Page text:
Trademarks and moral damage according to the Supreme Court

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Trademarks and moral damage according to the Supreme Court

Trademarks and moral damage according to the Supreme Court

Reputation is an essential aspect for any company and/or trademark. Companies invest heavily in caring for their reputation, as this has an impact on the proper functioning of the brand. Therefore, engaging in unlawful practices that affect the reputation of a consolidated brand in the market has serious consequences.

What is moral damage?

Moral and reputational damage is a key element when it comes to increasing compensation for damages caused by third parties. However, proving and justifying the moral damage caused is an issue that causes lawyers a lot of headaches.

The Trademark Act and Article 55.2 c) of the Law on the Legal Protection of Industrial Design state that “in the case of non-pecuniary damage, compensation shall be payable, even if the existence of economic loss is not proven“.

In this sense, it would seem that, although moral damage must be proven, it is not necessary for there to be economic damage in order for moral damage to be considered to exist.

However, although the impairment of economic interests is always easier to sustain (when we are talking about trademarks, designs, patents or intellectual creations) as it is an injury to the immaterial or spiritual sphere of the author, it is much more difficult to prove.

Judgment of the Supreme Court of 13 July 2023

In this judgment, the Supreme Court analyses the consequences of sales of counterfeits and quantifies the possible compensation for reputational damage affecting the reputation of protected trademarks.

The Court states that “in cases where it is difficult, if not impossible, to translate the infringement into direct pecuniary damage, calculated in terms of opportunity costs or loss of profit, the existence of reputational damage of a non-material nature, as recognised by the case law of the Court of Justice of the European Union (Liffers and others), cannot be excluded“.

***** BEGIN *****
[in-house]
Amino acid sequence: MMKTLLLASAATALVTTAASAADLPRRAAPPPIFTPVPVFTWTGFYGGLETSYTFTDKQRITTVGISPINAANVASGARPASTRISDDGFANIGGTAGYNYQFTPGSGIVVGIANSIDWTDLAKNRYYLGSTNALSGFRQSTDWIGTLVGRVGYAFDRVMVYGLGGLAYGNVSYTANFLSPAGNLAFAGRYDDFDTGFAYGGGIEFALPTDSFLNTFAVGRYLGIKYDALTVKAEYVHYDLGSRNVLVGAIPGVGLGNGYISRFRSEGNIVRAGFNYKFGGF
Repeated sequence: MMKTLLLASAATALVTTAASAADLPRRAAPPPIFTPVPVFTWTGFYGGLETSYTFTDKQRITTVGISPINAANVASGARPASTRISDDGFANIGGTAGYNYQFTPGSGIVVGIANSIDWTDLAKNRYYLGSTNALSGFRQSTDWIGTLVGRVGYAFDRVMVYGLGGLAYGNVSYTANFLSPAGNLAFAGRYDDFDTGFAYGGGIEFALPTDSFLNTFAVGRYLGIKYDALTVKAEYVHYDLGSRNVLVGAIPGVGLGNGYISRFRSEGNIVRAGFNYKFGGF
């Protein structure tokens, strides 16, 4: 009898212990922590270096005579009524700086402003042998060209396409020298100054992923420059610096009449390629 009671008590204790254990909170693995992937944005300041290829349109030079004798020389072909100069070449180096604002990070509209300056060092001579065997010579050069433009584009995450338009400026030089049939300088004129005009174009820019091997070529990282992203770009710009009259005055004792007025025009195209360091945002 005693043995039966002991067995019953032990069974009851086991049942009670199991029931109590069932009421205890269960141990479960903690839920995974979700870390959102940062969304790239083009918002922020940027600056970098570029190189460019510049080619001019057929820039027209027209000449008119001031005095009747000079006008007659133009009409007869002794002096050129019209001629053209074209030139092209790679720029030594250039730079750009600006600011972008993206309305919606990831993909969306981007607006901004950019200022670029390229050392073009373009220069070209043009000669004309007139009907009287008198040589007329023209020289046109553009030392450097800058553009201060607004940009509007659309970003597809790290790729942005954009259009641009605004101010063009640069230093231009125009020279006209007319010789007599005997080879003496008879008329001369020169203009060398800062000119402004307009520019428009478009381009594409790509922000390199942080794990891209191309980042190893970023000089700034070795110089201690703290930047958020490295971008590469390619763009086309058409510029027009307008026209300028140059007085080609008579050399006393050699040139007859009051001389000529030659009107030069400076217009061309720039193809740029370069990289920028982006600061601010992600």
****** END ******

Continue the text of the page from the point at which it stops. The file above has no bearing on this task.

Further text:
The CJEU establishes that the greater the prestige of a trade mark, the greater the level of protection that this sign deserves to obtain from the courts, and therefore the likelihood of confusion of the specific product on which the protected identical or confusingly similar sign is unlawfully used must be dissociated.

In accordance with the provisions of Article 13 of Directive 2004/48/EC of the European Parliament and of the Council of 29 April 2004, it requires States to ensure “that the competent judicial authorities shall, at the request of the injured party, order the infringer who knowingly, or with reasonable grounds to know, participated in an infringing activity, to pay the right holder compensation appropriate to the actual damages suffered as a result of the infringement”. 

When the judicial authorities fix the damages: they shall take into account all relevant aspects, such as the negative economic consequences, including loss of profits, suffered by the injured party, any illegitimate profits made by the infringer and, where appropriate, elements other than economic factors, such as the non-material damage caused by the infringement to the right holder.

In this regard, the judgment states that on the basis of the sales values which, in the proven marketing context, could have been achieved by the various bags seized by taking advantage of the confusingly similar signs of the marks, the amount of compensation for non-material damage is set at 25% of the total value to be determined. This is a reasonable criterion which quantifies the non-material damage to a greater extent.

At Letslaw by RSM we are experts in trademark law. If you have any questions, we are at your disposal.

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